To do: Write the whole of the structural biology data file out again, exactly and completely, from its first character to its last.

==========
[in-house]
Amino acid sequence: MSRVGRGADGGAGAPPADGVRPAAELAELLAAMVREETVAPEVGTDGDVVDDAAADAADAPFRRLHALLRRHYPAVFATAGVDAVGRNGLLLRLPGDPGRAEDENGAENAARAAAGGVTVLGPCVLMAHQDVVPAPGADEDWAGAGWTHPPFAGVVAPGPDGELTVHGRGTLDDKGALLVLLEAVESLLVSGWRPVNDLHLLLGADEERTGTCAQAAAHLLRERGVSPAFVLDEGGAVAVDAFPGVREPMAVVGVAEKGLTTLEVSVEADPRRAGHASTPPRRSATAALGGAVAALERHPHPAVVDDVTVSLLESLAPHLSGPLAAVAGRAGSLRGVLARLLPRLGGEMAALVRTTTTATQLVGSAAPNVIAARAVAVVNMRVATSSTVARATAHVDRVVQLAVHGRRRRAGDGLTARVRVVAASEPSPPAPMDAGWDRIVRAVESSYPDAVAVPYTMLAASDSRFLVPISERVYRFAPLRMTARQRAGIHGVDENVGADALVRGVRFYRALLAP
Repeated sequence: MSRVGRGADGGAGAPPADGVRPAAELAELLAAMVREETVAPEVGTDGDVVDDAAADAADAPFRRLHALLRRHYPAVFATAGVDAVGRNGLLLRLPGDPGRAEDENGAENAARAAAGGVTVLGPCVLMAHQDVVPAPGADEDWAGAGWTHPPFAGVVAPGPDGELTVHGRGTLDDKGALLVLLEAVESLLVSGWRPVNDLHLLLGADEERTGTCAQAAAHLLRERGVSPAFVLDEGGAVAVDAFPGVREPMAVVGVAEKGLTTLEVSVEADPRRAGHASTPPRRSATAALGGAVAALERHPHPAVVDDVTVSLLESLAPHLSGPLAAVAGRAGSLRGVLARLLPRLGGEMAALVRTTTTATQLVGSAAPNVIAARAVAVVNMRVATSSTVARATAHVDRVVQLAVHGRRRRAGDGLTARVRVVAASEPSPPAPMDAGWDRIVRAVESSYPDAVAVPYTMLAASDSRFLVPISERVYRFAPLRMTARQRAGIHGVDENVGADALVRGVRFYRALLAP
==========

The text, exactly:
[in-house]
Amino acid sequence: MSRVGRGADGGAGAPPADGVRPAAELAELLAAMVREETVAPEVGTDGDVVDDAAADAADAPFRRLHALLRRHYPAVFATAGVDAVGRNGLLLRLPGDPGRAEDENGAENAARAAAGGVTVLGPCVLMAHQDVVPAPGADEDWAGAGWTHPPFAGVVAPGPDGELTVHGRGTLDDKGALLVLLEAVESLLVSGWRPVNDLHLLLGADEERTGTCAQAAAHLLRERGVSPAFVLDEGGAVAVDAFPGVREPMAVVGVAEKGLTTLEVSVEADPRRAGHASTPPRRSATAALGGAVAALERHPHPAVVDDVTVSLLESLAPHLSGPLAAVAGRAGSLRGVLARLLPRLGGEMAALVRTTTTATQLVGSAAPNVIAARAVAVVNMRVATSSTVARATAHVDRVVQLAVHGRRRRAGDGLTARVRVVAASEPSPPAPMDAGWDRIVRAVESSYPDAVAVPYTMLAASDSRFLVPISERVYRFAPLRMTARQRAGIHGVDENVGADALVRGVRFYRALLAP
Repeated sequence: MSRVGRGADGGAGAPPADGVRPAAELAELLAAMVREETVAPEVGTDGDVVDDAAADAADAPFRRLHALLRRHYPAVFATAGVDAVGRNGLLLRLPGDPGRAEDENGAENAARAAAGGVTVLGPCVLMAHQDVVPAPGADEDWAGAGWTHPPFAGVVAPGPDGELTVHGRGTLDDKGALLVLLEAVESLLVSGWRPVNDLHLLLGADEERTGTCAQAAAHLLRERGVSPAFVLDEGGAVAVDAFPGVREPMAVVGVAEKGLTTLEVSVEADPRRAGHASTPPRRSATAALGGAVAALERHPHPAVVDDVTVSLLESLAPHLSGPLAAVAGRAGSLRGVLARLLPRLGGEMAALVRTTTTATQLVGSAAPNVIAARAVAVVNMRVATSSTVARATAHVDRVVQLAVHGRRRRAGDGLTARVRVVAASEPSPPAPMDAGWDRIVRAVESSYPDAVAVPYTMLAASDSRFLVPISERVYRFAPLRMTARQRAGIHGVDENVGADALVRGVRFYRALLAP